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Italian senator slammed after mother found illegally occupying public housing

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Italian senator slammed after mother found illegally occupying public housing
Screenshot from Paola Taverna Facebook video.
17:40 CEST+02:00
The vice president of Italy's senate, Five Star Movement politician Paola Taverna, came under fire on Monday when it transpired that her eighty year old mother has for years been illicitly living in Rome's public housing despite the family owning several other properties.

The scoop, obtained by the newspaper La Repubblica, was quickly picked up by the rest of the Italian media and caused an uproar among Taverna's political opponents and embarrassment within her party.

The populist Five Star Movement, which holds a majority in Italy's government and currently governs the City of Rome, has built its reputation on being “the party of change”, and positioning itself as the antithesis to the corrupt Italian political establishment of the past.

Rome's Five Star Movement mayor Virginia Raggi has taken a particularly hardline stance regarding public housing in Rome, saying she would adopt a "zero tolerance" approach towards those found to be abusing the system.

According to the La Repubblica article, the Taverna family was issued with a stern four-page decision notice signed by the director of Rome's Public Housing and Forfeiture Office back in January.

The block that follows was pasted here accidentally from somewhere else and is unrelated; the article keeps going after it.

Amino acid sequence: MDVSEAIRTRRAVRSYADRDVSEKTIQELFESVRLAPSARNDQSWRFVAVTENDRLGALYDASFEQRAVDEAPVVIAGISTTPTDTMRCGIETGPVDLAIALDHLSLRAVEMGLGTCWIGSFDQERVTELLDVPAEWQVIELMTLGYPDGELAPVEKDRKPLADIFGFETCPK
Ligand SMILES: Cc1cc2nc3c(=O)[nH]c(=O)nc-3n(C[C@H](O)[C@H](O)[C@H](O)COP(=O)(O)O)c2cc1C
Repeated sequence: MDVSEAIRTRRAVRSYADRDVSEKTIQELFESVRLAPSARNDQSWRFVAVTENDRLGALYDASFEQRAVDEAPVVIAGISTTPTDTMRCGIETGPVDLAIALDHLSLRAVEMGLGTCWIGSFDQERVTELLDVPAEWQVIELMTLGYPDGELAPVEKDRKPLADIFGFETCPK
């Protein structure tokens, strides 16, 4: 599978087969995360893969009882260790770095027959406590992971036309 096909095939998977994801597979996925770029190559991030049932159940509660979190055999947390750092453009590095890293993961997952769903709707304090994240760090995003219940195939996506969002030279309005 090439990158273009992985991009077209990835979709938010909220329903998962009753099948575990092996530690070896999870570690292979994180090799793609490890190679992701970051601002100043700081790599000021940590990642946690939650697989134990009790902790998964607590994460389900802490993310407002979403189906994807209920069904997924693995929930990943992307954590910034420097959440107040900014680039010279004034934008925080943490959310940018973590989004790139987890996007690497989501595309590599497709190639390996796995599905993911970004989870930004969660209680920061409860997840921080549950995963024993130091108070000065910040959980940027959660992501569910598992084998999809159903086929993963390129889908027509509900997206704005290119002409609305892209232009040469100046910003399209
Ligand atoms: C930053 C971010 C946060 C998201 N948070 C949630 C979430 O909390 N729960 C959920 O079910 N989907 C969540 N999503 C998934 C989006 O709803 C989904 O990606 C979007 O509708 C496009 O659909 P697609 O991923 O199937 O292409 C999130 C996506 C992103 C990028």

The notice was the culmination of a three year battle, after the company that manages the City of Rome's assets first noticed in late 2014 that Taverna's mother, Graziella Bartolucci, no longer met the low income threshold required to remain a tenant of the publicly owned building in Prenestino where she has lived since 1994 and which costs an estimated €100-€150 per month to rent.

READ ALSO: Is Italy's Five Star Movement still an 'anti-establishment' party?

The family hired a lawyer to contest the findings in 2015 on the grounds that the senator no longer lives with her mother, but the municipality rejected the appeal, saying that the family owns several properties Bartolucci could live in, some of which she has part-ownership of.

“I'm sorry for mother, she's eighty years old and she's sick… I don't know how to tell her, I'm afraid for her health,” Taverna reportedly told La Repubblica journalists as they prepared to publish the article.

In a Facebook video in which she publicly responded to the criticism, however, the senator took a much more bullish approach, saying “I think my mother at eighty has every right to want to die in the same house she has lived in.”

“It appears that my mother no longer has the right [to live in the house], but she has taken legal action because she believes she does.”

She also hit back at the newspaper, accusing them of launching an "attack", and saying “For us in the Five Star Movement, the role we are playing is to solve the problems of everyone, and not our personal problems,” reports Ansa.

“What news did La Repubblica want to broadcast? Perhaps that my family is a poor family?... I do not feel ashamed to come from a poor family and I feel even less embarrassed to say that my family has not become well off,” she concluded.

Speaking to the press on Tuesday, Raggi said she learned the news through the La Repubblica article, and that Taverna's mother would be placed under investigation and be subject to the same treatment under the law as any other Rome resident.

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